Can w assume you haven’t done anything wrong? OK… post your full name, address, and a credit card number here.
Because not everyone wants their parents, aunty, neighbours, boss, stalkers, identity-stealing-criminals and the mailman’s dog to know what they get up to in the bedroom with their spouse and a compliant third on the grounds that privacy is a basic human right, as lined out in the European Convention for Human Rights for one.
There are things that we do in our private life that we do not think are wrong, but they may not help in doing business. There are personal things about my beliefs that may not jive with my customers. It doesn’t mean that I think my beliefs are wrong, it is just that I don’t want that to be a deciding factor on whether or not I do business with customers.
People may be using this site with their partner’s consent; however, that doesn’t mean that their boss, coworkers, clients, etc. would approve.
The issue isn’t that his girlfriend or wife is going to find out. The issue is that his financial and personal information might be compromised.
His partner may know, but does that justify the public release of the information? Do you air your sexual habits/preferences/etc. to your neighbors, co-workers, boss, KIDS? Just because you and your partner are OK with what you’ve decided to do in your private life, does not excuse or validate or permit the pubic dissemination of this PRIVATE information.
The Register has a good headline today on this story:
“Ashley Madison hacked: Site for people who can’t be trusted can’t be trusted”
Whether consenting or not, they all deserve to be publicly shamed.
Please re-read what you posted.
I absolutely agree Karma!
@David… or, maybe someone in “Impact Team” was not happy with their own AM “affair”.
I don’t use AM or AFF but doesn’t it take two to tango? Why do the hackers mention “DB men” only?
I agree that there’s a morality judgement being made here, if not peeved spouses that are cheated on who are retaliating illegally.
2 wrongs don’t make a right, but the hackers seem to think so.
Well, then those non-scumbags have nothing to fear. The other 30 million, well….
Judgmental little bastards, aren’t they?
Also, a significant portion of Krebs commentors.
Unless you’ve been in another man’s shoes, don’t judge him. Period. Ever.
So, just because you have different circumstances makes CHEATING okay? You are pathetic and have zero sense of personal accountability and not a shred of honor. Scum.
Please at least release the names. Many of us are stuck in bad marriages and the only way to get out is to prove adultery. This will free so many people. Please release the customer names. Please.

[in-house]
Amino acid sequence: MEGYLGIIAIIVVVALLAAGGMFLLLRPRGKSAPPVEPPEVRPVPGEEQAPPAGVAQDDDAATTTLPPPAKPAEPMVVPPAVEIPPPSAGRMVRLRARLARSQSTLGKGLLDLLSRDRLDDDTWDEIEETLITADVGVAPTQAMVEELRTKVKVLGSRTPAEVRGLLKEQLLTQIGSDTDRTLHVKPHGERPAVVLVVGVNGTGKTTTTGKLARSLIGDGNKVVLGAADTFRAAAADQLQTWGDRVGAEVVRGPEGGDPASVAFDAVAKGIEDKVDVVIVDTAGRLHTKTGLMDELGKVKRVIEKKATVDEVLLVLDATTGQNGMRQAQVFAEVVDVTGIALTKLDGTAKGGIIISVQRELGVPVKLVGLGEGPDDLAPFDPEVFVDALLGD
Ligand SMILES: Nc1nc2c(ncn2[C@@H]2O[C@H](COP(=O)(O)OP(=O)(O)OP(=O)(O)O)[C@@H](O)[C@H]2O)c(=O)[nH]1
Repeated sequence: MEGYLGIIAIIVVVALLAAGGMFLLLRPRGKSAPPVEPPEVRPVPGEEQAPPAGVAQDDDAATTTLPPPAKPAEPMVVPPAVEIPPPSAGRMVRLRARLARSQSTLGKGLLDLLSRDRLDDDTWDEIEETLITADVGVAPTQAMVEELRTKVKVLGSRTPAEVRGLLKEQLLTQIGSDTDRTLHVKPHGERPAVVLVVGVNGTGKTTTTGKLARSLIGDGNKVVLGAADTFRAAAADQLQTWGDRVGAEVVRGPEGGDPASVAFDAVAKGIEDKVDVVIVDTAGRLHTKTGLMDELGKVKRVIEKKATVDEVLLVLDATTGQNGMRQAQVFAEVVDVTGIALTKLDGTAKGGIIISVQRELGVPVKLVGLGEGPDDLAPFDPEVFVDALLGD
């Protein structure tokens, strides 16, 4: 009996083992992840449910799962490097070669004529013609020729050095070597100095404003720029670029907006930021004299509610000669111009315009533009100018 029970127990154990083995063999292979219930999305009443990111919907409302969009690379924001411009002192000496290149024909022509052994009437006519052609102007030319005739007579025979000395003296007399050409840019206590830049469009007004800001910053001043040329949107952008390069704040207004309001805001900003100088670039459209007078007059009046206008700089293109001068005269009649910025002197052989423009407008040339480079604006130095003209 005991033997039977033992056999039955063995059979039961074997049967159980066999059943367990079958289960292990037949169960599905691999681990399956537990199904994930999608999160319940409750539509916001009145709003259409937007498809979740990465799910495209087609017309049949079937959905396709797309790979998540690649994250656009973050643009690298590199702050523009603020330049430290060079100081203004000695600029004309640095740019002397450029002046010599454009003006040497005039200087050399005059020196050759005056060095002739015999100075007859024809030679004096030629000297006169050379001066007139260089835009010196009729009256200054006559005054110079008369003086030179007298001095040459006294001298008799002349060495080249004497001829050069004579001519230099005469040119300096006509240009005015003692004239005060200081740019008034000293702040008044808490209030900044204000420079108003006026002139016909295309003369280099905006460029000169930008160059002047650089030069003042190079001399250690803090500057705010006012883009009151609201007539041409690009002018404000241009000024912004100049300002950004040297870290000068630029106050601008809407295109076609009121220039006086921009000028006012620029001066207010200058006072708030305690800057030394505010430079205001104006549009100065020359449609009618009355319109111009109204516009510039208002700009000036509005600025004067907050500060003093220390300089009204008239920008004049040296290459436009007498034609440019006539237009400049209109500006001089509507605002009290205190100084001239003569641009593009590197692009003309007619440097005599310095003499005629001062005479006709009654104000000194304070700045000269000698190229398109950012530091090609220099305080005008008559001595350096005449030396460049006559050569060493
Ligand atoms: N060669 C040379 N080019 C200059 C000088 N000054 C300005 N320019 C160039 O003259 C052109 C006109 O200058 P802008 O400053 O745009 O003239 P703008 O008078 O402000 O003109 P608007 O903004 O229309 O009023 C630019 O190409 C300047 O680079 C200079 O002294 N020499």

Stuck in marriages? With no fault divorce the law in all 50 states, no one has to prove anything. If your unhappy, get a divorce. Just keep it fair and amicable especially if you have children together.
Given that the poster’s name is Jeff, a traditionally male name, the subtext to his post is that there are many male spouses who can’t get a divorce *for free.* I.e. if a man can prove his wife cheated, he won’t be obligated to pay spousal support after the divorce. Otherwise, yes, no-fault divorce is available to pretty much anyone. You just have to pay support.
There is nothing ACTUALLY holding you back from getting a divorce if that’s something you actually want. Instead of ensuring a whole mess of people’s lives are ruined, why don’t you be a man and end things on your own. Hell the accusation of adultery is enough to start some divorce proceedings. Grow a pair
Have you also considered that not all “users” are married?
translation: they are not talking the website down. Let the hackers release them all.
Well…….this should keep divorce lawyers (the real winners in all of this) busy for a good number of years…..
Not only men are cheaters so are women. Plenty of wives on there cheating on their hubbies. I hope the site closes for good.
How is this right to release these peoples personal info? I thought it was punishment for the site lying about really protecting customer information? Which once you think about it is pretty skivvy. I mean why would I pay 19 bucks for info that should be protected anyway? Sorry,I digress, these people are adults hooking up with other adults.What gives these Impact folks the right to be their moral compass? If this is about morality then let God sort them out. It’s still violating a commandment. God is not gonna qualify which violation was worse. If they want to punish the company than punish them.not the people their customers.
Oh there’s going to be a few executives with soiled underwear this morning.
Where is the list of names ??
There’s actually a decent percentage of singles on this site. Even though it advertises itself as promoting affairs, a lot of people use it just as an ordinary dating site.
Hahahahahahahahahahahahahahahahahahahahahahahahahahahahahahahahahahahahahahahahahahahahaha. Cough,cough. Hahahahahahahahahahahahahahahahahahahahahahahahahahahahahahahahahahahahahahahahahahahahahahahahahaha.
You all are missing the point. Hacking is what it is. Matters not who gets hacked, Some of you have likely been hacked but dont know it. If some big fella publicly states ” I would hate to be hacked”. He will be targeted.